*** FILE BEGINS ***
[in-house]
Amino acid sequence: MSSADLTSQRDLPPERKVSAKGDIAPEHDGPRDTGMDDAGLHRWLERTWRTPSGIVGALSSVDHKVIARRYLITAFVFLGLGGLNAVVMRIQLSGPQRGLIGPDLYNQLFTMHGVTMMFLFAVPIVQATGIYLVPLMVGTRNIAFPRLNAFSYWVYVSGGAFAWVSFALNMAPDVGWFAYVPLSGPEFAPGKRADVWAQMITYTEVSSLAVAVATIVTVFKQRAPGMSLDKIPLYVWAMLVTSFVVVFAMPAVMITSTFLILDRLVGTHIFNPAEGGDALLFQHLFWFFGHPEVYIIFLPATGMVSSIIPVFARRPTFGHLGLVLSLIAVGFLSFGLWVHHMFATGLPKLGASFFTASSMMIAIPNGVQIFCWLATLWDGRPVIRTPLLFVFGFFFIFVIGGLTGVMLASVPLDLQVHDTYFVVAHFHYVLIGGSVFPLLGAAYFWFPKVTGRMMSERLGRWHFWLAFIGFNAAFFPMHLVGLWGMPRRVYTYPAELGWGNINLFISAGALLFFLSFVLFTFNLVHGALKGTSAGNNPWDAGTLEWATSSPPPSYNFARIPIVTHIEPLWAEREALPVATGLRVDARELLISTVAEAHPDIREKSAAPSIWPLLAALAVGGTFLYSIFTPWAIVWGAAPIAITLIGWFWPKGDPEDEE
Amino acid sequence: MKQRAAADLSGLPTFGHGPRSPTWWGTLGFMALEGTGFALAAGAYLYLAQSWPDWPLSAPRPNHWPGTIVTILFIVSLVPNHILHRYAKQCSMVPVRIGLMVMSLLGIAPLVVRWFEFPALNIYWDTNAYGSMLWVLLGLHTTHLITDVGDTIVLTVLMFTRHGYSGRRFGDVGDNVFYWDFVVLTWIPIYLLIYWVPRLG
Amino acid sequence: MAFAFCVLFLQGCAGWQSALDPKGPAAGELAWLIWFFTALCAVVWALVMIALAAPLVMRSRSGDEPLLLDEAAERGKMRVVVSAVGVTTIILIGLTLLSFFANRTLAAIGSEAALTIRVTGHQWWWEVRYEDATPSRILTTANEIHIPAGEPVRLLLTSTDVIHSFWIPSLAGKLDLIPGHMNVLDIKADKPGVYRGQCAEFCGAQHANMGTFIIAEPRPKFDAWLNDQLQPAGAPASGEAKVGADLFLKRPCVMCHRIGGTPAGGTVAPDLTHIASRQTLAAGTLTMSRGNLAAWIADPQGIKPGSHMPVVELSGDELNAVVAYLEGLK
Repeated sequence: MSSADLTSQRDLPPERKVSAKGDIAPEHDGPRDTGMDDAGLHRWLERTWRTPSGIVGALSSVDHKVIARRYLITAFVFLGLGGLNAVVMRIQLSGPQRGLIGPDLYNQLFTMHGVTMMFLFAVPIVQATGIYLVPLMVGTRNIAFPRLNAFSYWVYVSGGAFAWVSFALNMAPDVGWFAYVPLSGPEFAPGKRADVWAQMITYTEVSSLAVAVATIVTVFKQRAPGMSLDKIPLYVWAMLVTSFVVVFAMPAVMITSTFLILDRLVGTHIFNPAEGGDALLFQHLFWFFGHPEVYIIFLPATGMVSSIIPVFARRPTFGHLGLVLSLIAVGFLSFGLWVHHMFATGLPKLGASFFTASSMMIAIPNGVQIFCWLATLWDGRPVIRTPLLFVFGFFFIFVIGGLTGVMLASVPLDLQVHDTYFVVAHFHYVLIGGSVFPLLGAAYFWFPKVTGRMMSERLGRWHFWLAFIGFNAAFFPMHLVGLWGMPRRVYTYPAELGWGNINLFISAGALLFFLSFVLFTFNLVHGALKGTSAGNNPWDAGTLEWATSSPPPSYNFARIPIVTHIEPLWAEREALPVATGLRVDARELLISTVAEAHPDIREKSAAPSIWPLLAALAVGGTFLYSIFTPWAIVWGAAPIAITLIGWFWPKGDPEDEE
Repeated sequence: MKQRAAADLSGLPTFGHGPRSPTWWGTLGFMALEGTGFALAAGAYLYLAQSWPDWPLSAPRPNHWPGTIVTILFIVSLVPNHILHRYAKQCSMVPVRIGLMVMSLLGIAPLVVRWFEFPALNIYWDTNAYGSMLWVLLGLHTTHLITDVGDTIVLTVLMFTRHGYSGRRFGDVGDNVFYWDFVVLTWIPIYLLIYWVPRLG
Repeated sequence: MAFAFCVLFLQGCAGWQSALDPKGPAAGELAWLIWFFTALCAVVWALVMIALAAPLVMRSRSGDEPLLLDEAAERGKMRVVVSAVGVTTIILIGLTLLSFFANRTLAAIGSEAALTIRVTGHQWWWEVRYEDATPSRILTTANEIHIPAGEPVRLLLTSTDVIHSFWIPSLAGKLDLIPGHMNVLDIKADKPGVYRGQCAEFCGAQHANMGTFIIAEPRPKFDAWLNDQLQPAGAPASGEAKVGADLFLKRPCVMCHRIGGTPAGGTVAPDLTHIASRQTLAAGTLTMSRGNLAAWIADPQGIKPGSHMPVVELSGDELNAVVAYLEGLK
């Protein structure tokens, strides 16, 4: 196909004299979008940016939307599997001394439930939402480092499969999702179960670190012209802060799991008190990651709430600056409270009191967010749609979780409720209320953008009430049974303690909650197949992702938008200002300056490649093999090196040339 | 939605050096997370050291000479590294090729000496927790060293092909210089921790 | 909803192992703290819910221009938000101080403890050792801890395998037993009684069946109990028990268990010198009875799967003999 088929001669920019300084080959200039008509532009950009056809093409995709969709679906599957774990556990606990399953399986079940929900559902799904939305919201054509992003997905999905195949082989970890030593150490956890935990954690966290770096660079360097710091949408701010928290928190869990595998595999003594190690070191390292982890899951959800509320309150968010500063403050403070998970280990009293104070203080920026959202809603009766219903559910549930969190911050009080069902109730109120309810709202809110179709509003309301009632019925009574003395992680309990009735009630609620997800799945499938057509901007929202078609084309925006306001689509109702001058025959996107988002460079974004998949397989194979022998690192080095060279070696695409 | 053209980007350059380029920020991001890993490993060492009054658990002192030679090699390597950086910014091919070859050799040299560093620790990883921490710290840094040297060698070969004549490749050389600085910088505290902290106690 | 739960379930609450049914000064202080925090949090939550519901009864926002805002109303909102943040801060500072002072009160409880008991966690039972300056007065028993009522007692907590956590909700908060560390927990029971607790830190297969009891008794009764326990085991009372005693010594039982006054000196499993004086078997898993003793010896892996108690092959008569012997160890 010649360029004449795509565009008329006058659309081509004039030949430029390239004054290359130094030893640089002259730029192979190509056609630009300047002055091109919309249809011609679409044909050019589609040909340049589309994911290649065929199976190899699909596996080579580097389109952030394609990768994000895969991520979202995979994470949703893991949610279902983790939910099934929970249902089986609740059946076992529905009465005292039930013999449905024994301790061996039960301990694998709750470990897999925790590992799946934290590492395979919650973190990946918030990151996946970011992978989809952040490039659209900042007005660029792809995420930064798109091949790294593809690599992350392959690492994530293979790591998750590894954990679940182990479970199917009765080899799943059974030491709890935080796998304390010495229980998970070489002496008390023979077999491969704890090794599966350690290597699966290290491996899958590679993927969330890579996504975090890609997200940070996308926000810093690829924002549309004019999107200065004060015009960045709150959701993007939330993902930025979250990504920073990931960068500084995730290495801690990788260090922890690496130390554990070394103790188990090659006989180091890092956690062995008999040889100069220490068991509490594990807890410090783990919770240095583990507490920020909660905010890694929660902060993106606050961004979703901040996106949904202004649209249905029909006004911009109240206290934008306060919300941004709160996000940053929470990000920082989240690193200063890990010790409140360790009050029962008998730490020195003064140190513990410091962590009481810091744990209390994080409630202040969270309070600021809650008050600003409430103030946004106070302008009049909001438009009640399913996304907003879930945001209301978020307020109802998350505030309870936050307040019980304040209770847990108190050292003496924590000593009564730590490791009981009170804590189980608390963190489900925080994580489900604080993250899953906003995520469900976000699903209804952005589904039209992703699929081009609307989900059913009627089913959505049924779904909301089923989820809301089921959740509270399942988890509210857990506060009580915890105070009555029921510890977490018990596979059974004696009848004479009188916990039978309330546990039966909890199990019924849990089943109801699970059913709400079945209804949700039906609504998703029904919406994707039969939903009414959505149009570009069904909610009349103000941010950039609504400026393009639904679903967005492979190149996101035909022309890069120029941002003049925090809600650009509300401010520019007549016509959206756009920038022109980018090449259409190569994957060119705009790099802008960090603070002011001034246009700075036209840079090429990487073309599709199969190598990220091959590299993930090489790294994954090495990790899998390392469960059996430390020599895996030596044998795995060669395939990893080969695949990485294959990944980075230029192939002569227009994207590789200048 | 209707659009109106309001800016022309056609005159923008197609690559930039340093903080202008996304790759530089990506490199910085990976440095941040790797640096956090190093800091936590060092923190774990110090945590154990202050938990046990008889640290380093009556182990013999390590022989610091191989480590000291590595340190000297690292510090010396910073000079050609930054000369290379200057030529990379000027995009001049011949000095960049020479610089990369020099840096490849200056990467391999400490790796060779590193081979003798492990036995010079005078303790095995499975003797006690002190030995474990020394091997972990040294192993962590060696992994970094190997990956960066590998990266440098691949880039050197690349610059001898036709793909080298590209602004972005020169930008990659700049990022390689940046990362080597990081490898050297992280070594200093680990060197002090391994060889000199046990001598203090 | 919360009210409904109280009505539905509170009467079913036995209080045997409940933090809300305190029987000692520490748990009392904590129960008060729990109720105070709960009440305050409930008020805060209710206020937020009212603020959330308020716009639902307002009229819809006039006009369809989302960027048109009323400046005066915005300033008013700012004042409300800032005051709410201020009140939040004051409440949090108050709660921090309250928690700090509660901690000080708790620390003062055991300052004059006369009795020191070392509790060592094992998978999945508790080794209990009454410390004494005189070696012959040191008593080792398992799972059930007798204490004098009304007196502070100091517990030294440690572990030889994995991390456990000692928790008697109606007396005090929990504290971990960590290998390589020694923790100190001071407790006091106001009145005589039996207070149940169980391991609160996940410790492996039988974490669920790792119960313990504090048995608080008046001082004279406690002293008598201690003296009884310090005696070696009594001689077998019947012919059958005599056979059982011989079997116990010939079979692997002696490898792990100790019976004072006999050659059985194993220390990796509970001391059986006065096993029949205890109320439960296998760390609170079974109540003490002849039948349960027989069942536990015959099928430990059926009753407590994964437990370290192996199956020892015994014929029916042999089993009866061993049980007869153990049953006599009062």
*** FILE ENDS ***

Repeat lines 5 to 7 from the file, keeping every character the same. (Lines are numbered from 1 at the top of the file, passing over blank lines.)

Repeated sequence: MSSADLTSQRDLPPERKVSAKGDIAPEHDGPRDTGMDDAGLHRWLERTWRTPSGIVGALSSVDHKVIARRYLITAFVFLGLGGLNAVVMRIQLSGPQRGLIGPDLYNQLFTMHGVTMMFLFAVPIVQATGIYLVPLMVGTRNIAFPRLNAFSYWVYVSGGAFAWVSFALNMAPDVGWFAYVPLSGPEFAPGKRADVWAQMITYTEVSSLAVAVATIVTVFKQRAPGMSLDKIPLYVWAMLVTSFVVVFAMPAVMITSTFLILDRLVGTHIFNPAEGGDALLFQHLFWFFGHPEVYIIFLPATGMVSSIIPVFARRPTFGHLGLVLSLIAVGFLSFGLWVHHMFATGLPKLGASFFTASSMMIAIPNGVQIFCWLATLWDGRPVIRTPLLFVFGFFFIFVIGGLTGVMLASVPLDLQVHDTYFVVAHFHYVLIGGSVFPLLGAAYFWFPKVTGRMMSERLGRWHFWLAFIGFNAAFFPMHLVGLWGMPRRVYTYPAELGWGNINLFISAGALLFFLSFVLFTFNLVHGALKGTSAGNNPWDAGTLEWATSSPPPSYNFARIPIVTHIEPLWAEREALPVATGLRVDARELLISTVAEAHPDIREKSAAPSIWPLLAALAVGGTFLYSIFTPWAIVWGAAPIAITLIGWFWPKGDPEDEE
Repeated sequence: MKQRAAADLSGLPTFGHGPRSPTWWGTLGFMALEGTGFALAAGAYLYLAQSWPDWPLSAPRPNHWPGTIVTILFIVSLVPNHILHRYAKQCSMVPVRIGLMVMSLLGIAPLVVRWFEFPALNIYWDTNAYGSMLWVLLGLHTTHLITDVGDTIVLTVLMFTRHGYSGRRFGDVGDNVFYWDFVVLTWIPIYLLIYWVPRLG
Repeated sequence: MAFAFCVLFLQGCAGWQSALDPKGPAAGELAWLIWFFTALCAVVWALVMIALAAPLVMRSRSGDEPLLLDEAAERGKMRVVVSAVGVTTIILIGLTLLSFFANRTLAAIGSEAALTIRVTGHQWWWEVRYEDATPSRILTTANEIHIPAGEPVRLLLTSTDVIHSFWIPSLAGKLDLIPGHMNVLDIKADKPGVYRGQCAEFCGAQHANMGTFIIAEPRPKFDAWLNDQLQPAGAPASGEAKVGADLFLKRPCVMCHRIGGTPAGGTVAPDLTHIASRQTLAAGTLTMSRGNLAAWIADPQGIKPGSHMPVVELSGDELNAVVAYLEGLK